Monday, January 12, 2009

Short Fiction: 'Adri's Headphones,' by John Hulme

Oy! So busy writing and blogging and PR-ing and customer serving and mocking and...phew!

Amidst all this action-Jackson, I wanted to share another piece of AWESOME from my favorite Brit, John from Smoke Rings & Matterings, who was inspired to write a story about the Angel/Devil headphones from my "Asian Invasion: Cute/Weird Stuff I Want from Japan" post. (PS: to my right - sweetest fan art....ever???)

I've checked out a bunch of his other fiction, and I recommend you do the same - he has one of those imaginations that's just off-the-charts incredible. In fact, I'm a bit jealous (see my previous post about my imagination gone missing).

So here it is - an insightful piece from John that actually brought tears to my eyes by the end. It's funny when people you've never met IRL really get you.

Click "Read More" to read Adri's Headphones!

Adri's Headphones
by John Hulme

"They always told us not to stroke the aliens -

"not to pet them, or cuddle them, and especially not to feed them.

"There was plenty of grazing space out on the open nebula. They didn't need to come down here, nibbling on tasty crumbs of quiet awe and wild imaginings from startstruck space tourists. It was just greed on their part, and we did them no favours by encouraging them.

"Besides, we could see their flocking displays perfectly well from the observation domes - so there was really no need to seek closer contact. Why take the risk?

"Everyone knew that contact with the aliens was fraught with danger.

"But I just couldn't resist. This was the chance to stare into a totally new set of eyes and see what galaxies lay beyond them. Back on our homeworld, we had forgotten how to do that a long time ago..."

Adri reached up and yanked the phones out of her ears.

"What the hell was that?" she found herself asking aloud. "I didn't even make a connect..."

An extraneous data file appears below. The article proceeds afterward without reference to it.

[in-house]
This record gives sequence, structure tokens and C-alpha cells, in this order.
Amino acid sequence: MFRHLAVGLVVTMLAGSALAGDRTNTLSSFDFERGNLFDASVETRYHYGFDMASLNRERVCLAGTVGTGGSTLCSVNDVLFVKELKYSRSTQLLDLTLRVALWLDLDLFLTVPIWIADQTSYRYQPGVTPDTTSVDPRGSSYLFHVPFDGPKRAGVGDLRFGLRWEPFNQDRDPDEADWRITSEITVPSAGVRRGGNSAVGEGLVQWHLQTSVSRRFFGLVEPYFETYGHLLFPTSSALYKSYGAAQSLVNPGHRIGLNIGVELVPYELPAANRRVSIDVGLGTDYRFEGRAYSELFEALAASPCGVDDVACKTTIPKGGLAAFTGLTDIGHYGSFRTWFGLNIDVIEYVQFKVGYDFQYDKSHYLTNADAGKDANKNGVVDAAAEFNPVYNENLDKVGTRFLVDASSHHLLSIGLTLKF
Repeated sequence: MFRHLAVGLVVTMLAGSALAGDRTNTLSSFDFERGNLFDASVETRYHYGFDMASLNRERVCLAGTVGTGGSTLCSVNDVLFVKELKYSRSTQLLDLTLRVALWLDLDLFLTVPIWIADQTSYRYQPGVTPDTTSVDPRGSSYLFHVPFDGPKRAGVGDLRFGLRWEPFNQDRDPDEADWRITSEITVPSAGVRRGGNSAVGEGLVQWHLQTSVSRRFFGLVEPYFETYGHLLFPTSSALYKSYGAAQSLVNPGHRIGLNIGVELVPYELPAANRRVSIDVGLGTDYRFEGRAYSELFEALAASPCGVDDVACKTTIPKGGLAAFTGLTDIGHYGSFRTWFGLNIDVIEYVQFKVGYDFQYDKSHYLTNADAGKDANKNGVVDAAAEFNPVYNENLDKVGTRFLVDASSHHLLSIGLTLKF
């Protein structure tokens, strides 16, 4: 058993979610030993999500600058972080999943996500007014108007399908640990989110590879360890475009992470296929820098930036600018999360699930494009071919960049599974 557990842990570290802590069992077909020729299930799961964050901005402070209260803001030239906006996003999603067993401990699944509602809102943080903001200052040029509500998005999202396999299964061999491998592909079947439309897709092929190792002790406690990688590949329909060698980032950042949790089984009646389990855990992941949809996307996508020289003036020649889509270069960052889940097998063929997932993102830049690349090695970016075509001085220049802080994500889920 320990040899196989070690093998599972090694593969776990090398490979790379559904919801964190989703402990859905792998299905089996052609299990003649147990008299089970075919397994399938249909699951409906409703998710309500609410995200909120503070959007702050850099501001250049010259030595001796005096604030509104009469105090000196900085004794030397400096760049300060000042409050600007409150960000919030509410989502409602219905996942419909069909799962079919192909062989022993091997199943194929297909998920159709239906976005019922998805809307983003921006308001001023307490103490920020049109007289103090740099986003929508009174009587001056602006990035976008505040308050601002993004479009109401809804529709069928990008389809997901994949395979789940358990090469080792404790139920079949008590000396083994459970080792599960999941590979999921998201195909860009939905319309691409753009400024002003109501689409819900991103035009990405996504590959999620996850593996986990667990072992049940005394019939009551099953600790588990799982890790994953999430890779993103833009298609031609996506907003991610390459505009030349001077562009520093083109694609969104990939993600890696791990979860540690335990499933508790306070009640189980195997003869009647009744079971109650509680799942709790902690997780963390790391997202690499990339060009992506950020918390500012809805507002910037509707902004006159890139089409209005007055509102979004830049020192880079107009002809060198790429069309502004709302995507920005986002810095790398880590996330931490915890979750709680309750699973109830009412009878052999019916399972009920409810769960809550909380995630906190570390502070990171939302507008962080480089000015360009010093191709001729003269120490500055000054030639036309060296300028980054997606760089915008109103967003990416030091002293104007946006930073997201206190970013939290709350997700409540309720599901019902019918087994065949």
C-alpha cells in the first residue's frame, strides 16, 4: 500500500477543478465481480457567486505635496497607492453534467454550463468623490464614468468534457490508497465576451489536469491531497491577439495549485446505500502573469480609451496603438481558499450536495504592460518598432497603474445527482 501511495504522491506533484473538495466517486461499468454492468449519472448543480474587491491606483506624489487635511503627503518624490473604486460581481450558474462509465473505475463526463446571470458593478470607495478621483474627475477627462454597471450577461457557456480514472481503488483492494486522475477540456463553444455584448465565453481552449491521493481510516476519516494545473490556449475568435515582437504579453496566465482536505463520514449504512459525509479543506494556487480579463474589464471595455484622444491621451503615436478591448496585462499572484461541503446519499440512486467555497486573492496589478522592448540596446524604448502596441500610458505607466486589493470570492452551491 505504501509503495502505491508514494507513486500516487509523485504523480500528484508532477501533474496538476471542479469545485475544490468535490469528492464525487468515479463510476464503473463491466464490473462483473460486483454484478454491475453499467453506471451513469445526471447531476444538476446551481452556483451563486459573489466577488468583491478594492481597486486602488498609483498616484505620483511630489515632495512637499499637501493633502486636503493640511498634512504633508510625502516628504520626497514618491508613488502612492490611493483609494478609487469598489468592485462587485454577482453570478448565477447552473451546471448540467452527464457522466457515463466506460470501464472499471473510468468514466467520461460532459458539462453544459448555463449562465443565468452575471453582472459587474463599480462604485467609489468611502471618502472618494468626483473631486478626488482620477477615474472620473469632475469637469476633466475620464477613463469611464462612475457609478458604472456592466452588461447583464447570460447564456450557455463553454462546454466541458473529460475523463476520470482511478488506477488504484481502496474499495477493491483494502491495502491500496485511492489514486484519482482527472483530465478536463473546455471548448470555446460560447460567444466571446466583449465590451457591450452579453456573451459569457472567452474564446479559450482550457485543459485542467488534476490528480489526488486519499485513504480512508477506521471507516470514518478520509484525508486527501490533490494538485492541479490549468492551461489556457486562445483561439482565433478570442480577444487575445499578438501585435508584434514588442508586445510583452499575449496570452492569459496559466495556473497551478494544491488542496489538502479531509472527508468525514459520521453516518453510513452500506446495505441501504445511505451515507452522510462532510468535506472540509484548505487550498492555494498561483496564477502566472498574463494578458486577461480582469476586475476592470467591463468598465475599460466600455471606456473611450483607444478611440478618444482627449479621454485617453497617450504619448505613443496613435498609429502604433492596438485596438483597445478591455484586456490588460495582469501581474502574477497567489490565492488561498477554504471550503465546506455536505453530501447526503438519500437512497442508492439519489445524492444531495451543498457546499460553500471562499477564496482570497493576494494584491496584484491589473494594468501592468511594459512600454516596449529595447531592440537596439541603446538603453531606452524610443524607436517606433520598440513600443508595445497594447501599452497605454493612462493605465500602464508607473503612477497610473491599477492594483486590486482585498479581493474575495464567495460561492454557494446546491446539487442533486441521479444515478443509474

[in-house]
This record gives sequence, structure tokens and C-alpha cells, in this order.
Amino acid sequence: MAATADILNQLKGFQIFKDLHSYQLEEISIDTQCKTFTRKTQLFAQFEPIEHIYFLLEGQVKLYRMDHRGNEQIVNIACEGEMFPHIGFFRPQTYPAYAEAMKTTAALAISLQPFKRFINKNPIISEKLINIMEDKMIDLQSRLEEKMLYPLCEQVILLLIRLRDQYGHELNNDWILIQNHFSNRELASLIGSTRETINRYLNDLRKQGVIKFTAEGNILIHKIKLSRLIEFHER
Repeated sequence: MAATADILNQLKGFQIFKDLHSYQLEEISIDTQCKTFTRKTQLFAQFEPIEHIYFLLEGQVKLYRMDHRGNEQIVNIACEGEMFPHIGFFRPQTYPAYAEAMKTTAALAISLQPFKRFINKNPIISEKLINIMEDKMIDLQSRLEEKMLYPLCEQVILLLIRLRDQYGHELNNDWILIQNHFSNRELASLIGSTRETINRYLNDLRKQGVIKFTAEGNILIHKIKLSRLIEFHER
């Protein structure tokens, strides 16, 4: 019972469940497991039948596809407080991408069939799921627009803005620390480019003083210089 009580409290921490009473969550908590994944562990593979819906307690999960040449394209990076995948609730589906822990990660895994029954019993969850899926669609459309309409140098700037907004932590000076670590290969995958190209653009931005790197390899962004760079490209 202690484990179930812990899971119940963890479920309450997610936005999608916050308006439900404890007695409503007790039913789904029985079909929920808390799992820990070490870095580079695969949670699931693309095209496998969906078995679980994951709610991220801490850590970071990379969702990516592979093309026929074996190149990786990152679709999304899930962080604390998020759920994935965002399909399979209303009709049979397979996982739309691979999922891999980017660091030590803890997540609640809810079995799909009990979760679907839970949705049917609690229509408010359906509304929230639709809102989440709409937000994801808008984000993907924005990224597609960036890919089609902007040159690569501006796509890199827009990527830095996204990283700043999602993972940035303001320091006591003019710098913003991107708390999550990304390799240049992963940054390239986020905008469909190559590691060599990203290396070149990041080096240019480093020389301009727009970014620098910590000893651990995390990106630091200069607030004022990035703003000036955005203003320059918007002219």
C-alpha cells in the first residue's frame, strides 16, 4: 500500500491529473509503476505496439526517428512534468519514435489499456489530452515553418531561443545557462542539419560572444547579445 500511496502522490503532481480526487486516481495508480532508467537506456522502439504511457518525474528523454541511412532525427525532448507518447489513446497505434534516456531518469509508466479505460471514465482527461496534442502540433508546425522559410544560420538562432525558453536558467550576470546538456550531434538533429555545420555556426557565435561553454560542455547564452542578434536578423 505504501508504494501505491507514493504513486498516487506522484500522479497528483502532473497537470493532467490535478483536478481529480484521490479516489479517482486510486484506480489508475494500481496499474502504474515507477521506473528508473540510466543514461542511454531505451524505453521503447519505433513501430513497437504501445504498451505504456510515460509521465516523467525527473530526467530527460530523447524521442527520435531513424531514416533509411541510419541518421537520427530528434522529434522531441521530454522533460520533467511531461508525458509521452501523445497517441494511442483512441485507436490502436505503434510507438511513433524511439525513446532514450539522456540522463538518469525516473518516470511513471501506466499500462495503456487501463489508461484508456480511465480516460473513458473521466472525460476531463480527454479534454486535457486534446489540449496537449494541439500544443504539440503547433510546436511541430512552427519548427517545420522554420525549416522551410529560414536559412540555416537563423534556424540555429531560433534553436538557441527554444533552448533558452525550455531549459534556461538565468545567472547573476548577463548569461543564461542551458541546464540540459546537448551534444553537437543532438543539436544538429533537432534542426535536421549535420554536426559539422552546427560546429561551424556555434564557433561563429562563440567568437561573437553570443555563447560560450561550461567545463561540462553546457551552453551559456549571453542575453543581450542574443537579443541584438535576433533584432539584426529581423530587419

Suddenly, she looked up at the little cloud hanging over her head.

OK, she thought, this is officially weird.

The toaster wasn't burning, the oven wasn't on... so why was there a small, perfectly-formed cloud hanging in the middle of the kitchen? And why were her earphones plugged into it? She was sure she'd plugged them into her laptop... hadn't she?

Do clouds even have connection points?

As she was pondering these things, the cloud quickly dissolved, allowing the headphone connection to drop harmlessly onto the kitchen table.

As she picked it up, a low tingle of excitement began to tingle somewhere in Adri's steadily hyperventilating chest.

She looked again at the little earphones, moulded into a cute, blobby alien design. Even though they were now no longer connected to anything, she placed them carefully back into her ears, and listened:

"Welcome to a whole new Universe," said the space girl's voice.

As Adri looked down at the end of the headphone cable, she could see a small cloud beginning to form around it. Small glowing pieces of micro-asteroid swirled and flared around the tabletop, orbiting two spoons and an unwashed mug.

"You made a success of things yet, Adri?" asked the space-girl voice through the haunted headphones. "Have you become the latest rising star? Have you reached your true creative potential? Your earning power? Have you carved your neat little niche in the world yet?

"Because, you see, I can't help you with any of that. I can't make this world work for you, and I'm not sure I'd even care to try."

A small flock of miniature, ripple-bodied aliens flew out of the cloud and nested quietly over the cooker.

"But I can certainly help you with the other stuff," continued the space girl.

"I can help with those moments when you're looking out of the window and the street feels strangely empty, like a long trail of unanswered heartbeats pounding out to the horizon, daring you to find something that'll fill the hole that's suddenly opened up inside you.

"When most people feel that, they turn away from the window, turn on the TV and try to forget it ever happened. But not you. When you see that empty road, you're just aching to find something that'll fill the empty space - so that the next time you're staring into the street, or the broken TV, or the guy next door, or that girl in the cafe who could so easily be your friend if you just knew the words...

"I can make it so that the next time you see any of those things, you'll have something better to say.

"So come with me, Adri, and let's see just how far you can go."

1 comment:

Lucy Vonne said...

I wish I had foreign men sending me personalized stories and pictures. Yous is special.

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